The current inheritance tax (IHT) allowance whereby no inheritance tax is charged is on the first £325,000 (per person) of someone’s estate – which is the value of the total assets they leave behind when they die (or 36% if leaving at least 10% to a charity). Couples can leave a home worth £650,000 without it attracting inheritance tax (singles £325,000). Above the threshold, the charge is 40%. This remains unchanged.
A Self-Assessment tax return declares all your income for the tax year, including income that has already been taxed at source. If you have paid too much tax during the year you’re likely to receive a rebate. The tax year for every individual in the UK runs from 6th April to the 5th April of the following year. Please note that a Self-Assessment tax return is completely separate to a company tax return.
Corporation Tax is a bit like Income Tax for companies, but the difference is that companies don’t have a personal allowance. This means that as soon as your business starts making a profit, it needs to start paying Corporation Tax at the Corporation Tax rate (unless it’s previously made losses).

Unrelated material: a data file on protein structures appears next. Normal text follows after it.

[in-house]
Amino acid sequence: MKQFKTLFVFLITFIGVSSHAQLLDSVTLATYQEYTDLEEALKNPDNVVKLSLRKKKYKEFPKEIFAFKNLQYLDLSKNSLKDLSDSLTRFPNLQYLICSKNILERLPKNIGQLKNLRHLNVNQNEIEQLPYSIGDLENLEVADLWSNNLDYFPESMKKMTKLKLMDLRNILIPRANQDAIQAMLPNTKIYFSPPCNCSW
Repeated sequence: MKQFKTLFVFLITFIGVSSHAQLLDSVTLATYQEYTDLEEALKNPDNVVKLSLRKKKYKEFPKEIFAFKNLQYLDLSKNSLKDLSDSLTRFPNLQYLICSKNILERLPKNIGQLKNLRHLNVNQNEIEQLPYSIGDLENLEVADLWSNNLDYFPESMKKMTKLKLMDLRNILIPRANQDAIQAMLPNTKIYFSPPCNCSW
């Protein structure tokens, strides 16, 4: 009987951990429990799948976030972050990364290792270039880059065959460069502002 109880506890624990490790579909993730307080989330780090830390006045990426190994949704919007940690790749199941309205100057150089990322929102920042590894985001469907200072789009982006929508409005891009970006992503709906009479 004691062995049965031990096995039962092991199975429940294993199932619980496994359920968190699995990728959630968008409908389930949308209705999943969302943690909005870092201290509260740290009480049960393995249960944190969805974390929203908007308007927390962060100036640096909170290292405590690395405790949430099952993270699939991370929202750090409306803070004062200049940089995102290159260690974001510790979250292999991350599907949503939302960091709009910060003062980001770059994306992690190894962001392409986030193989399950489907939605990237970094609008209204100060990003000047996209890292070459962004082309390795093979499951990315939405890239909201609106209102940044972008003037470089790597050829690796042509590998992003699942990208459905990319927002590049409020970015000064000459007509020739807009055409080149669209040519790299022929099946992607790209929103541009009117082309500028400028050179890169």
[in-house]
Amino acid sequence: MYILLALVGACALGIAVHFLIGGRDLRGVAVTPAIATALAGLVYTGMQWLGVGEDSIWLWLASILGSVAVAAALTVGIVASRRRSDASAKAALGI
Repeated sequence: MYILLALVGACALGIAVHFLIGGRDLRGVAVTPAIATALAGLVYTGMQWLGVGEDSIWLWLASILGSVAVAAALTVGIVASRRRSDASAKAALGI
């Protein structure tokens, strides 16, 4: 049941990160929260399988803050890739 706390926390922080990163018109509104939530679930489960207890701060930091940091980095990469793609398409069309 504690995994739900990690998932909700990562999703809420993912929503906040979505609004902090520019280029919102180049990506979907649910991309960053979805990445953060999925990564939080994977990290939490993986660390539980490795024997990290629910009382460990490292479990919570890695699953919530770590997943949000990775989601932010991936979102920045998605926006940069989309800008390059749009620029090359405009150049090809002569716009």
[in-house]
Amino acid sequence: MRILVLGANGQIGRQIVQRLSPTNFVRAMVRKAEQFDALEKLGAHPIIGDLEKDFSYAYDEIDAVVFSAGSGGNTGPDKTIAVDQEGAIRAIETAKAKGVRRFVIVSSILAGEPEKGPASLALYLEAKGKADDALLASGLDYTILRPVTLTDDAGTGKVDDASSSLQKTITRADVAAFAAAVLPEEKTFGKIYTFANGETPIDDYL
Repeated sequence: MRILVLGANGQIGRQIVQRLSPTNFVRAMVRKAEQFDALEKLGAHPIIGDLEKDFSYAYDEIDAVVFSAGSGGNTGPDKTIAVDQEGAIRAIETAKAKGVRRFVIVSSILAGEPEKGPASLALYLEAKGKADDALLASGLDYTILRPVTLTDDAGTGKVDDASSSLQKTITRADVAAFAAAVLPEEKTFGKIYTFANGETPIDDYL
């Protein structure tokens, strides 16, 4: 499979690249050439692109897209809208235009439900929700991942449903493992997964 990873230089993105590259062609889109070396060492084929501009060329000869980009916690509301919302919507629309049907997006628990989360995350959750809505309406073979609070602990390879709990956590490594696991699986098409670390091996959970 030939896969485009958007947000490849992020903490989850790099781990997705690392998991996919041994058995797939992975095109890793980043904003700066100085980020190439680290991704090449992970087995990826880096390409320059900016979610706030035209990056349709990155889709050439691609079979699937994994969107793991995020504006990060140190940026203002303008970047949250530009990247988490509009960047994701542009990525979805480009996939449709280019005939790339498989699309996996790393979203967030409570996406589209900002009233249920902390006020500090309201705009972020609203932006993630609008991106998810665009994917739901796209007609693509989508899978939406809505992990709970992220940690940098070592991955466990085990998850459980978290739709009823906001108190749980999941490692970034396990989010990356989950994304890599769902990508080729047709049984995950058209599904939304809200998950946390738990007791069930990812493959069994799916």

Whether an accountant already has a strong knowledge of the deceased’s financial affairs or if you have not worked with that accountant before, the combination of accounting, tax, law and administration skills required means they are often well placed to carry out this kind of work.
Picture this, December is almost over and January is fast galloping into sight bringing with it HMRC’s 31st January self-assessment deadline!
When you instruct JT AccountS to work on your Wills, Trust and Estate Administration, it means you can be confident that we possess the specialist knowledge and skills required to carry out your wishes. You can be assured that you will be in expert hands and we are taking all the necessary actions to plan for the future of your assets.